Peer-reviewed policy briefs & in-depth policy analysis

Policy Analysis

Special Report: Access to High-Quality Early Education and Racial Equity


June 18, 2020
Allison Friedman-Krauss and Steven Barnett

The death of George Floyd at the hands of Minneapolis police officers has focused the nation’s attention on the unequal treatment of Black Americans. Black children experience unequal treatment beginning at an early age, which contributes to inequalities in learning and development.

By the time they enter kindergarten, Black children are on average nearly nine months behind in math and almost seven months behind in reading compared to their White non-Hispanic peers (See Figure 1).[1] Math and reading abilities at kindergarten entry are powerful predictors of later school success, and children who enter kindergarten behind are unlikely to catch up.[2]

Figure 1

High quality early childhood education (ECE) programs can help all children enter kindergarten with the foundational academic and social-emotional skills they need to succeed.[3] However, access to high quality ECE in the U.S. is low and unequal. While Black children enroll in center-based ECE at about the same rate as their White Non-Hispanic peers with higher rates of enrollment in publicly funded programs, the quality of their preschool experiences differs. The quality of ECE programs Black children attend are—on average—lower than that of programs attended by White non-Hispanic children (see Figure 2).[4] Only high-quality programs can be expected to substantially reduce inequalities in learning and development. Low-quality programs, on the other hand, likely exacerbate inequality.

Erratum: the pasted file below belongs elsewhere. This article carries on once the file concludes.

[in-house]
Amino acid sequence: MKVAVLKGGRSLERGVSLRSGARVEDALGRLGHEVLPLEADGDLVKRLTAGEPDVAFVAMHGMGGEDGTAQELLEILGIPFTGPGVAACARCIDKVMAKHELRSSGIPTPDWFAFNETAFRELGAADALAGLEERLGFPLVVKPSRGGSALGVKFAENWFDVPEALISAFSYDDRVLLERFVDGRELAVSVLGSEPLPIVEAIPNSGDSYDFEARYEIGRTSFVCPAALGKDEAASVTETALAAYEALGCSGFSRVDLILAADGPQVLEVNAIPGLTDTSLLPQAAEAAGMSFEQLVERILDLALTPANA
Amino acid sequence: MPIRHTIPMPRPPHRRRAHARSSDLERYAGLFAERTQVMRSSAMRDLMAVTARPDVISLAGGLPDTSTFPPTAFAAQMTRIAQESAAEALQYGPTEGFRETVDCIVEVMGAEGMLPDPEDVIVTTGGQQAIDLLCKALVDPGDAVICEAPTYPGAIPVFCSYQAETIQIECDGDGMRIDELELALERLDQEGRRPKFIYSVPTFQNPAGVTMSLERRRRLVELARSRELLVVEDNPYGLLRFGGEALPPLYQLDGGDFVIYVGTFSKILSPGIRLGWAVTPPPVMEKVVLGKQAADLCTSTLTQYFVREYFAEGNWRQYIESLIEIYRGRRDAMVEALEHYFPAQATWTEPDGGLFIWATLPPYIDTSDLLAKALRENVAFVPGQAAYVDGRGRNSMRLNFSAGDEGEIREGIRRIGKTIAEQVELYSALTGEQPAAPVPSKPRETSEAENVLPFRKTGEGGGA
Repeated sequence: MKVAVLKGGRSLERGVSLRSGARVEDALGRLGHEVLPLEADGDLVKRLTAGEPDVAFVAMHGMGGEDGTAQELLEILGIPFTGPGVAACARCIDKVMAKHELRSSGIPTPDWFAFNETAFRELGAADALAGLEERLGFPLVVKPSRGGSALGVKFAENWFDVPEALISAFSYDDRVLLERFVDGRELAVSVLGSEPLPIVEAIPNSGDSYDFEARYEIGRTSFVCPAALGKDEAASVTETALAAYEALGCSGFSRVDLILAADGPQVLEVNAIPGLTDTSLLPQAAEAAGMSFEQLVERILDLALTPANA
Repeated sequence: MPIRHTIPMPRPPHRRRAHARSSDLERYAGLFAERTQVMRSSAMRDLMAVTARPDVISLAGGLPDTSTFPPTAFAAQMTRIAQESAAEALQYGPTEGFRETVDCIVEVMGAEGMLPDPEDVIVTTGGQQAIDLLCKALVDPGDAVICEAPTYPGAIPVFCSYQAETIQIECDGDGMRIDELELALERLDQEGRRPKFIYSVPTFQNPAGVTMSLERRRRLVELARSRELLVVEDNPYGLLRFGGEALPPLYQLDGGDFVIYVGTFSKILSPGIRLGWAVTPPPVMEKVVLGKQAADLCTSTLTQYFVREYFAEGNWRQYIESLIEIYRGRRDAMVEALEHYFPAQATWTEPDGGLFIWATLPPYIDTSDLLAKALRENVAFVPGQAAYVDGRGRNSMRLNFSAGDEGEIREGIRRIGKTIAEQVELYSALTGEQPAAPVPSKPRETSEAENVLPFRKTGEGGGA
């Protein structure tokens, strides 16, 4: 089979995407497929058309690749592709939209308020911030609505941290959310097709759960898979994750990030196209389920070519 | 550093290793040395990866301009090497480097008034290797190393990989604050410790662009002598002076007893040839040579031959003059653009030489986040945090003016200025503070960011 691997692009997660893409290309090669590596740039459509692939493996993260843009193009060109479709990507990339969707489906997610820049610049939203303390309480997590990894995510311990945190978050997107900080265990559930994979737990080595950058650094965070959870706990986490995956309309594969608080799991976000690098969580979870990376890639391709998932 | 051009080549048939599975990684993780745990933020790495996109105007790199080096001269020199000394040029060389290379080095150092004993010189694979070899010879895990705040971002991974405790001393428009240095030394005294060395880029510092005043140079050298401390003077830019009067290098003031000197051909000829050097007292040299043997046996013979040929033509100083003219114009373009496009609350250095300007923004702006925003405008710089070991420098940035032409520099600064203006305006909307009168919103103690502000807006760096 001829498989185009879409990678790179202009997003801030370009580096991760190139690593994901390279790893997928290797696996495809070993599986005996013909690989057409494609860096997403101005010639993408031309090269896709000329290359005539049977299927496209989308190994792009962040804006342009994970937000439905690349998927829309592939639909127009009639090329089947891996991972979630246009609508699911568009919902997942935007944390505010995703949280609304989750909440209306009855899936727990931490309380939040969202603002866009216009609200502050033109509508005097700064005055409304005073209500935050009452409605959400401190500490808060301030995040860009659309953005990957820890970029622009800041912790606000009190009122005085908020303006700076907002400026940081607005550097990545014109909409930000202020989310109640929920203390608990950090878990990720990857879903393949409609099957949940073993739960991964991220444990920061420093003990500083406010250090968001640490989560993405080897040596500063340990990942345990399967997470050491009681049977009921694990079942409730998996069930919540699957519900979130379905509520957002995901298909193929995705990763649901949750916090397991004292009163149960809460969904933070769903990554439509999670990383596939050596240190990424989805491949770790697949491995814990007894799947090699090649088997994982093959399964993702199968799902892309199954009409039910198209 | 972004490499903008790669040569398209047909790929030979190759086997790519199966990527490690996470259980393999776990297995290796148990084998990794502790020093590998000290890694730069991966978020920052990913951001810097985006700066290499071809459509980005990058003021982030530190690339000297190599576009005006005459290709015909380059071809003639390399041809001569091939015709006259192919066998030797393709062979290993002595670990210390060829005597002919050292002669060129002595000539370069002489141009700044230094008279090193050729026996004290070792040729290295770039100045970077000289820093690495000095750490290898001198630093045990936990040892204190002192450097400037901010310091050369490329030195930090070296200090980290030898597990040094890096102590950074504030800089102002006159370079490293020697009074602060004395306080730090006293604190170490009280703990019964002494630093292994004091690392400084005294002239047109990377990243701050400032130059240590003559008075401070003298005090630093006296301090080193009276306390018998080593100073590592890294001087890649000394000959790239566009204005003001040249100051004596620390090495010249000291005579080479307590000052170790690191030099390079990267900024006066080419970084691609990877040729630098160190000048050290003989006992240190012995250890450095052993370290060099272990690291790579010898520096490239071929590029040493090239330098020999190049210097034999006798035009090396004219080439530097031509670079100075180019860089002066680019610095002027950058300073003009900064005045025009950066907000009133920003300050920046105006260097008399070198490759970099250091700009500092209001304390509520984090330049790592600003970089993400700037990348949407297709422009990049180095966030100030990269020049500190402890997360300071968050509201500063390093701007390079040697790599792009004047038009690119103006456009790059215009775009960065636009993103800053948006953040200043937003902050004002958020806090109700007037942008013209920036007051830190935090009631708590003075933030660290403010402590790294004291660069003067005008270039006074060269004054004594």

Figure 2

To investigate the effects of quality preschool on racial inequality, we estimated the extent to which universal participation in high quality ECE could reduce Black-White achievement gaps at kindergarten entry.[5] Our estimation was based on two high-quality ECE programs—one in Boston[6] and one in Tulsa[7]—that were found to produce greater impacts on math and reading for Black than White non-Hispanic children. Our estimates assume an increase in access as well as quality, with 100% enrollment in high-quality ECE for all children.